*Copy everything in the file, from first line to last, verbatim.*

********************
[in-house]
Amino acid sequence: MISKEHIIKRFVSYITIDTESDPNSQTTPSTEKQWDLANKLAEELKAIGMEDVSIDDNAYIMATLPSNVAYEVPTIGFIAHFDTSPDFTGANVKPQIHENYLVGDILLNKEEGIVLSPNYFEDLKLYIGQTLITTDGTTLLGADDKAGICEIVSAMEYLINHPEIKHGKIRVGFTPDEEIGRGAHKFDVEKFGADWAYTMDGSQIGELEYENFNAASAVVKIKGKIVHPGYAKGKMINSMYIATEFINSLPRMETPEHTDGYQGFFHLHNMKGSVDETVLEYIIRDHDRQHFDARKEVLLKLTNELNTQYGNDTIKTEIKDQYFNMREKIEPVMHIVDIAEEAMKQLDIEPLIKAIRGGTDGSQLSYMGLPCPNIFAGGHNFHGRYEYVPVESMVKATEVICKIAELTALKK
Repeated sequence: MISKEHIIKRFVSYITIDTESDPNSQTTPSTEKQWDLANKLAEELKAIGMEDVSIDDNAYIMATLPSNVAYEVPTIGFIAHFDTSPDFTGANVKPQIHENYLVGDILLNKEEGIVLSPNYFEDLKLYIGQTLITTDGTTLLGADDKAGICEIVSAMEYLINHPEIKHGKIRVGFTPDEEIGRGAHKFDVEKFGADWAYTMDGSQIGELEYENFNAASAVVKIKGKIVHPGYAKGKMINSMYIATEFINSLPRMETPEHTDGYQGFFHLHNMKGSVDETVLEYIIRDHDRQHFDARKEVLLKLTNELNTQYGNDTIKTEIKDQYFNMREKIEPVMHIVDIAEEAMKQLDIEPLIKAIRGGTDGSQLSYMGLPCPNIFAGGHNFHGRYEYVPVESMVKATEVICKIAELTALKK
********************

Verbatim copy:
[in-house]
Amino acid sequence: MISKEHIIKRFVSYITIDTESDPNSQTTPSTEKQWDLANKLAEELKAIGMEDVSIDDNAYIMATLPSNVAYEVPTIGFIAHFDTSPDFTGANVKPQIHENYLVGDILLNKEEGIVLSPNYFEDLKLYIGQTLITTDGTTLLGADDKAGICEIVSAMEYLINHPEIKHGKIRVGFTPDEEIGRGAHKFDVEKFGADWAYTMDGSQIGELEYENFNAASAVVKIKGKIVHPGYAKGKMINSMYIATEFINSLPRMETPEHTDGYQGFFHLHNMKGSVDETVLEYIIRDHDRQHFDARKEVLLKLTNELNTQYGNDTIKTEIKDQYFNMREKIEPVMHIVDIAEEAMKQLDIEPLIKAIRGGTDGSQLSYMGLPCPNIFAGGHNFHGRYEYVPVESMVKATEVICKIAELTALKK
Repeated sequence: MISKEHIIKRFVSYITIDTESDPNSQTTPSTEKQWDLANKLAEELKAIGMEDVSIDDNAYIMATLPSNVAYEVPTIGFIAHFDTSPDFTGANVKPQIHENYLVGDILLNKEEGIVLSPNYFEDLKLYIGQTLITTDGTTLLGADDKAGICEIVSAMEYLINHPEIKHGKIRVGFTPDEEIGRGAHKFDVEKFGADWAYTMDGSQIGELEYENFNAASAVVKIKGKIVHPGYAKGKMINSMYIATEFINSLPRMETPEHTDGYQGFFHLHNMKGSVDETVLEYIIRDHDRQHFDARKEVLLKLTNELNTQYGNDTIKTEIKDQYFNMREKIEPVMHIVDIAEEAMKQLDIEPLIKAIRGGTDGSQLSYMGLPCPNIFAGGHNFHGRYEYVPVESMVKATEVICKIAELTALKK